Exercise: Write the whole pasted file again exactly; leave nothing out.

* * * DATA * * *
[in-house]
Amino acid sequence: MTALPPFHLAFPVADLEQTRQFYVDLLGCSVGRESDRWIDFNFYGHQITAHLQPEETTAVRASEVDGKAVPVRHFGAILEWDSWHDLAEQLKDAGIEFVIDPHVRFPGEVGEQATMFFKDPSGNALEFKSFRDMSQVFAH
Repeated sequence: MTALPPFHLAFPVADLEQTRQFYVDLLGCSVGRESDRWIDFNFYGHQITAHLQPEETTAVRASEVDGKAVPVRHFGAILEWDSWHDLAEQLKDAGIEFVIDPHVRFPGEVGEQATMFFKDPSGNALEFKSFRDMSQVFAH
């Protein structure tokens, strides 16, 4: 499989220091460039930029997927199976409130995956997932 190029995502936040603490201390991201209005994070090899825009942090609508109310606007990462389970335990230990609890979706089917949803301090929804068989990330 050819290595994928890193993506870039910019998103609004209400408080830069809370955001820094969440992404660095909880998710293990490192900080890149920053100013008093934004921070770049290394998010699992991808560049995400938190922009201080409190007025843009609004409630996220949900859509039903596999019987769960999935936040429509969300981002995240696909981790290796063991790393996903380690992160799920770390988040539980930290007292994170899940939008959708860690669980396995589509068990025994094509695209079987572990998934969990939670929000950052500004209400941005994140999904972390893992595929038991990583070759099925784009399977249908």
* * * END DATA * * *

[in-house]
Amino acid sequence: MTALPPFHLAFPVADLEQTRQFYVDLLGCSVGRESDRWIDFNFYGHQITAHLQPEETTAVRASEVDGKAVPVRHFGAILEWDSWHDLAEQLKDAGIEFVIDPHVRFPGEVGEQATMFFKDPSGNALEFKSFRDMSQVFAH
Repeated sequence: MTALPPFHLAFPVADLEQTRQFYVDLLGCSVGRESDRWIDFNFYGHQITAHLQPEETTAVRASEVDGKAVPVRHFGAILEWDSWHDLAEQLKDAGIEFVIDPHVRFPGEVGEQATMFFKDPSGNALEFKSFRDMSQVFAH
């Protein structure tokens, strides 16, 4: 499989220091460039930029997927199976409130995956997932 190029995502936040603490201390991201209005994070090899825009942090609508109310606007990462389970335990230990609890979706089917949803301090929804068989990330 050819290595994928890193993506870039910019998103609004209400408080830069809370955001820094969440992404660095909880998710293990490192900080890149920053100013008093934004921070770049290394998010699992991808560049995400938190922009201080409190007025843009609004409630996220949900859509039903596999019987769960999935936040429509969300981002995240696909981790290796063991790393996903380690992160799920770390988040539980930290007292994170899940939008959708860690669980396995589509068990025994094509695209079987572990998934969990939670929000950052500004209400941005994140999904972390893992595929038991990583070759099925784009399977249908």